Reprinted from yesterday's late editions
Jazz or "fusion" music, as it is sometimes called, is notable for two things - the modern technology [WORD ILLEGIBLE] and various electronic dances) required to support a cosmic [WORD ILLEGIBLE] and the space-age techiques that can produce solos played at the speed of light. Unfortunately, the taste and sophistication that are needed to control the technology and the technique are sorely lacking with most of the fusion groups.
French violinist Jean Luc Ponty is an exception. Appearing Sunday night before a near-capacity crowd at the Warner Theatre, Ponty and his five-piece back-up group displayed a lyrical flair that equalled their musical equipment and instrumental dexterity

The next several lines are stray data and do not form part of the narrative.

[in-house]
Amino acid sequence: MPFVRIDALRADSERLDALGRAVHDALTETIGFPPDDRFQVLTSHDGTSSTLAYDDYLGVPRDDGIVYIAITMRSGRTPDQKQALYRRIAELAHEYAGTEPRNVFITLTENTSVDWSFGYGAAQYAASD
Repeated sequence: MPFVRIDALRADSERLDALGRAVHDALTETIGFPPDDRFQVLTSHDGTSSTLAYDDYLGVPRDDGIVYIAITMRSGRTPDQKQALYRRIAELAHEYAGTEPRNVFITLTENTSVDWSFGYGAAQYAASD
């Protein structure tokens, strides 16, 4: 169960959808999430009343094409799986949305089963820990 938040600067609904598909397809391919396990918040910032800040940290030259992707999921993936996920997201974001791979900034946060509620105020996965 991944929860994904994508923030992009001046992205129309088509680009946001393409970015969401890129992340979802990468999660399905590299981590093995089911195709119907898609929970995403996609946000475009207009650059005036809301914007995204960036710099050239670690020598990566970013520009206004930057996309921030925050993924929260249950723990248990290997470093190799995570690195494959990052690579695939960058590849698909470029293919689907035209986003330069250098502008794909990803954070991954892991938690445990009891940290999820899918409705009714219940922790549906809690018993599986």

Ponty's music features synthesizers and electronically altered violins and guitars, yet it is almost impressionistic in its multi-layered sound. Sunday echo units created a dense texture of notes backed by droning chords. These were given direction and force by strong rhythm lines criss-crossing the wall of harmonies. The result was music that was both sharp and biting, dream-like and cerebral.
The music of Jean Luc Ponty demonstrates that, with an application of literacy and intelligence, fusion music is a viable and expressive form of music.